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As we were getting into the fly to return, 1 heard Mr. Holbrook say he should call on the ladies soon, and inquire how they got home; and this evidently pleased and fluttered Miss Matty at the time he said it; but after we had lost sight of the old house among the trees, her sentiments toward the master of it were grad. ually absorbed into a distressing wonder as to whether Martha had broken her word, and seized on the opportunity of her mistress's absence to have a “ follower.” Martha looked good, and steady, and composed enough, as she came to help us out; she was always careful of Miss Matty, and to-night she made use of this unlucky speech :
“Eh! dear ma'am, to think of your going out in an evening in such a thin shawl! It is no better than muslin. At your age, ma'am, you should be careful."
“My age !” said Miss Matty, almost speak. ing crossly, for her; for she was usually gentle. “My age! Why, how old do you think I am, that you talk about my age ?”.
"Well, ma'am! I should say you were not far short of sixty ; but folks' looks is often against them—and I'm sure I meant no harm."
“Martha, I'm not yet fifty-two !” said Miss Matty, with grave emphasis; for probably the einembrance of her youth had come very viv idly before her this day, and she was annoyed at finding that golden time so far away in the past.
But she never spoke of any former and more intimate acquaintance with Mr. Holbrook. She had probably met with so little sympathy in her early love, that she had shut it up close in her heart; and it was only by a sort of watching, which I could hardly avoid, since Miss Pole's confidence, that I saw how faithful her poor heart had been in its sorrow and its silence.
She gave me some good reason for wearing her best cap every day, and sat near the window, in spite of her rheumatism, in order to see, without being seen, down into the street.
He came. He put his open palms upon his knees, which were far apart, as he sat with his head bent down, whistling, after we had replied to his inquiries about our safe return. Suddenly, he jumped up.
“ Weil, madam! have you any commands for Paris ? I am going there in a week or two."
“ To Paris !" we both exclaimed.
“ Yes, madam! I've never been there, and always had a wish to go; and I think if I don't go soon, I mayn't go at all; so as soon as the hay is got in I shall go, before harvest-time"
We were so much astonished, that we hai no commissions.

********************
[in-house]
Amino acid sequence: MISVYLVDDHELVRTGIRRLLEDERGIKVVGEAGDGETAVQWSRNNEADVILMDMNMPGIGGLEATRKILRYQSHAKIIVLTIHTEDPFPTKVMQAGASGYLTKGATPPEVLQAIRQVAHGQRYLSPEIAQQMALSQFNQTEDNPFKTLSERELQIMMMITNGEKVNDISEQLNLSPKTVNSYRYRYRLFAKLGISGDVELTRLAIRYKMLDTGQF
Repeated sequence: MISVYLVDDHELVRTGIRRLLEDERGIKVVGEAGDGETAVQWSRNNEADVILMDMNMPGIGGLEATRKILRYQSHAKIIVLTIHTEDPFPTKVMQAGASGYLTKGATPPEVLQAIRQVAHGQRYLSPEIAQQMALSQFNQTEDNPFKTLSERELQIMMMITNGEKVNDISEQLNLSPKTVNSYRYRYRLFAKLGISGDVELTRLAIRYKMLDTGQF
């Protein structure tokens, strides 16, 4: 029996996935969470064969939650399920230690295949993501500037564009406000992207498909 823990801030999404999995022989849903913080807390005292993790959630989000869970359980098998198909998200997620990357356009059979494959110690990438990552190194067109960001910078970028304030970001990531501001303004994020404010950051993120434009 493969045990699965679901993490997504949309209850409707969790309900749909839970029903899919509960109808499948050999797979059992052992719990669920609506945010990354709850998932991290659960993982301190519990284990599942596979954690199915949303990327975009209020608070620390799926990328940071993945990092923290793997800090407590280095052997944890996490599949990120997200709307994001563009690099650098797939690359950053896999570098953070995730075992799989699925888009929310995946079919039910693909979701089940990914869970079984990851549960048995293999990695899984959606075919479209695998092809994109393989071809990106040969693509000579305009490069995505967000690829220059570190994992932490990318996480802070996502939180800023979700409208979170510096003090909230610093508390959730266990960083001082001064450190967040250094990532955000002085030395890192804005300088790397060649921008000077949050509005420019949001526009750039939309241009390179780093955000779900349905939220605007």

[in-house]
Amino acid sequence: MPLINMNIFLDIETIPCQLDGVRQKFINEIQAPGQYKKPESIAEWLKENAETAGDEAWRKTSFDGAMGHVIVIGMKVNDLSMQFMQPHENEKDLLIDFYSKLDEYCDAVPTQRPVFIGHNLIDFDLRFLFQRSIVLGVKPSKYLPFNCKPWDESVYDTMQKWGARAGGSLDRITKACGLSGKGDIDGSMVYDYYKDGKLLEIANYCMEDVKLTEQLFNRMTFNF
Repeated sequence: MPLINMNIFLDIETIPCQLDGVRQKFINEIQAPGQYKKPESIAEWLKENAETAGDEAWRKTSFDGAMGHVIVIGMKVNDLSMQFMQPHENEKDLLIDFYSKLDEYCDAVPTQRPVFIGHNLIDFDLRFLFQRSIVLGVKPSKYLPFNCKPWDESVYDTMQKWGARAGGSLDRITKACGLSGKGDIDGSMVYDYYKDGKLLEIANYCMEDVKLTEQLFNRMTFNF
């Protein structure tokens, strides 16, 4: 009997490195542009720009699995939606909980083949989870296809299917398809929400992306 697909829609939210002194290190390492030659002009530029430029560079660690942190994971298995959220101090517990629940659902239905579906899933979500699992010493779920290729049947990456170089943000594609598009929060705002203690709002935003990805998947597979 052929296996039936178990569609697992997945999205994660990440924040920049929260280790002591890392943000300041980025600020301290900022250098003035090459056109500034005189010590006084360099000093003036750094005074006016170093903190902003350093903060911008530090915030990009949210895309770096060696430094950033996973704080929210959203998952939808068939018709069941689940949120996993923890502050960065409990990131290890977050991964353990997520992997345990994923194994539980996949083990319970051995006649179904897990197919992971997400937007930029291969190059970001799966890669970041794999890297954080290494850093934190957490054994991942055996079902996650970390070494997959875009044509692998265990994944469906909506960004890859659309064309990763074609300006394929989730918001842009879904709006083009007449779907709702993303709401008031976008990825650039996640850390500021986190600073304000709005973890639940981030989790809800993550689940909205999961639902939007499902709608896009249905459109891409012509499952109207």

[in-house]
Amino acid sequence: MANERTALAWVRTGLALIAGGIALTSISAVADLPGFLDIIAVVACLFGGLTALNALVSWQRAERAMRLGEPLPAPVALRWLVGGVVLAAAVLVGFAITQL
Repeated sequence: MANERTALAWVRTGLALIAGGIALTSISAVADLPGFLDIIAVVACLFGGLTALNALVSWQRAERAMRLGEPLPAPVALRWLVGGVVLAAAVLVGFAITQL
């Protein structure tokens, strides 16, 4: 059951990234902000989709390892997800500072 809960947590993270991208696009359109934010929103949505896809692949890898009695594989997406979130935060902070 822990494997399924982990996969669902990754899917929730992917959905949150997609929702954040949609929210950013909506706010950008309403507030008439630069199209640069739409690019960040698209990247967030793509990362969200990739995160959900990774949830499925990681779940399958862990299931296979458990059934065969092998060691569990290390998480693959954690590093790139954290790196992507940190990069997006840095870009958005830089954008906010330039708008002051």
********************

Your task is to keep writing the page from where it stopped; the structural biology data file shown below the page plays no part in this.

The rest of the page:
Just as he was going out of the room, he turned back, with his favorite exclaration :
“God bless my soul, madam! but I nearly forgot half my errand. Here are the poems for you, you admired so much the other evening at my house.” He tugged away at a parcel in his coat-pocket. “Good-by, miss,” said he; "goodby, Matty! take care of yourself.” And he was gone. But he had given her a book, and he had called her Matty, just as he used to do thirty years ago.
“I wish he would not go to Paris," said Miss Matilda, anxiously. “I don't believe frogs will agree with him; he used to have to be very careful what he ate, which was curious in so strong-looking a young man.”
Soon after this I took my leave, giving many an injunction to Martha to look after her mistress, and to let me know if she thought that Miss Matilda was not so well ; in which case I would volunteer a visit to my old friend, with. out noticing Martha's intelligence to her.
Accordingly, I received a line or two from Martha every now and then; and, about No. vember, I had a note to say her mistress was “ very low and sadly off her food ;" and the ac.
count made me so uneasy, that, although Martha did not decidedly summon me, I packed up my things and went.
I received a warm welcome, in spite of the little flurry produced by my impromptu visit, for I had only been able to give a day's notice. Miss Matilda looked miserably ill ; and I prepared to comfort and cosset her.
I went down to have a private talk with Martha.
“ How long has your mistress been so poorly ?” I asked, as I stood by the kitchen fire.
“Well! I think it's better than a fortnight; it is, I know: it was one Tuesday, after Miss Pole had been, that she went into this moping way. I thought she was tired, and it would go off with a night's rest; but, no! she has gone on and on ever since, till I thought it my duty to write to you, ma'am.”
“You did quite right, Martha. It is a comfort to think she has so faithful a servant about her. And I hope you find your place comfort. able ?"
“ Well, ma'am, missus is very kind, and there's plenty to eat and drink, and no more work but what I can do easily—but::— Martha hesitated.
“But what, Martha ?”
6. Why, it seems so hard of missus not to let me have any followers ; there's such lots of young fellows in the town; and many a one has as much as offered to keep company with me; and I may never be in such a likely place again, and it's like wasting an opportunity. Many a girl as I know would have 'em unbeknownst to missus; but I've given my word, and I'll stick to it; or else this is just the house for missus never to be the wiser if they did come: and it's such a capable kitchen—there's such good dark corners in it-I'd be bound to hide any one. I counted up last Sunday night—for I'll not deny I was crying because I had to shut the door in Jim Hearn's face; and he's a steady young rnan, fit for any girl; only I had given missus my word.” Martha was all but crying again ; and I had little comfort to give her, for I knew, from old experience, of the horror with which both the Miss Jenkynses looked upon “ followers ;" and in Miss Matty's present nervous state this dread was not likely to be lessened.
I went to see Miss Pole the next day, and took her completely by surprise ; for she had not been to see Miss Matilda for two days
“And now I must go back with you, my dear, for I promised to let her know how Thomas Holbrook went on; and I'm sorry to say his